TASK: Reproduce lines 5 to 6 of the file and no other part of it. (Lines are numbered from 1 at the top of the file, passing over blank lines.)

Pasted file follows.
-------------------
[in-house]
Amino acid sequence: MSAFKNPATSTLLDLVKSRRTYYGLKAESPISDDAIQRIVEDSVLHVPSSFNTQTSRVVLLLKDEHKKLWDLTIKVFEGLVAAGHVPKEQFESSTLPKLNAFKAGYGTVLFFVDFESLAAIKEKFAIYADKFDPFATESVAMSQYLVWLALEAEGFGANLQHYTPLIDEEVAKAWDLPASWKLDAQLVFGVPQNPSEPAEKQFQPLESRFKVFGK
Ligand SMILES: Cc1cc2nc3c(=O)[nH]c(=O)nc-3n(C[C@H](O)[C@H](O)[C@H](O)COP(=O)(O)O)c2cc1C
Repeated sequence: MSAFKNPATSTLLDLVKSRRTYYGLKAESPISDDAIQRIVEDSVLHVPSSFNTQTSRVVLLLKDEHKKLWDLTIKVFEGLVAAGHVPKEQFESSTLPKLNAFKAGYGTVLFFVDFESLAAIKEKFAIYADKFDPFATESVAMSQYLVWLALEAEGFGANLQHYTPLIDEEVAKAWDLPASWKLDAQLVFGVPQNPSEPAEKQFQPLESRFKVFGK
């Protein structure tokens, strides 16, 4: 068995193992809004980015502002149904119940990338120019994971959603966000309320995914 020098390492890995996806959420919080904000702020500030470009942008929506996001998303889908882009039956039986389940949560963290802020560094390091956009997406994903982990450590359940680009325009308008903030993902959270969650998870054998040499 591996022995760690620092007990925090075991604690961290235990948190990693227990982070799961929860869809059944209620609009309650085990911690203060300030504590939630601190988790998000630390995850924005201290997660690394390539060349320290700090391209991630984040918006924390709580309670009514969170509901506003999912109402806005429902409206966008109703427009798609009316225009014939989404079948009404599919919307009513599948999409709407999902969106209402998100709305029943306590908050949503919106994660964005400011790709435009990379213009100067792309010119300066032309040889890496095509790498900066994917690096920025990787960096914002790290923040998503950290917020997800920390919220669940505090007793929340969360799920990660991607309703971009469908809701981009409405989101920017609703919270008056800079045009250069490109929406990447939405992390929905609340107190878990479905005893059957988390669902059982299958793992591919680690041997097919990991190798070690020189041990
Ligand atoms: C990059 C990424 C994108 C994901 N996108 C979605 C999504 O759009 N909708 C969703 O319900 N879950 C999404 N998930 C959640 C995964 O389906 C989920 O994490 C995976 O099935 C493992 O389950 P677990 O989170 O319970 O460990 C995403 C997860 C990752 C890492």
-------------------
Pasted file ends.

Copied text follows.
């Protein structure tokens, strides 16, 4: 068995193992809004980015502002149904119940990338120019994971959603966000309320995914 020098390492890995996806959420919080904000702020500030470009942008929506996001998303889908882009039956039986389940949560963290802020560094390091956009997406994903982990450590359940680009325009308008903030993902959270969650998870054998040499 591996022995760690620092007990925090075991604690961290235990948190990693227990982070799961929860869809059944209620609009309650085990911690203060300030504590939630601190988790998000630390995850924005201290997660690394390539060349320290700090391209991630984040918006924390709580309670009514969170509901506003999912109402806005429902409206966008109703427009798609009316225009014939989404079948009404599919919307009513599948999409709407999902969106209402998100709305029943306590908050949503919106994660964005400011790709435009990379213009100067792309010119300066032309040889890496095509790498900066994917690096920025990787960096914002790290923040998503950290917020997800920390919220669940505090007793929340969360799920990660991607309703971009469908809701981009409405989101920017609703919270008056800079045009250069490109929406990447939405992390929905609340107190878990479905005893059957988390669902059982299958793992591919680690041997097919990991190798070690020189041990
Ligand atoms: C990059 C990424 C994108 C994901 N996108 C979605 C999504 O759009 N909708 C969703 O319900 N879950 C999404 N998930 C959640 C995964 O389906 C989920 O994490 C995976 O099935 C493992 O389950 P677990 O989170 O319970 O460990 C995403 C997860 C990752 C890492």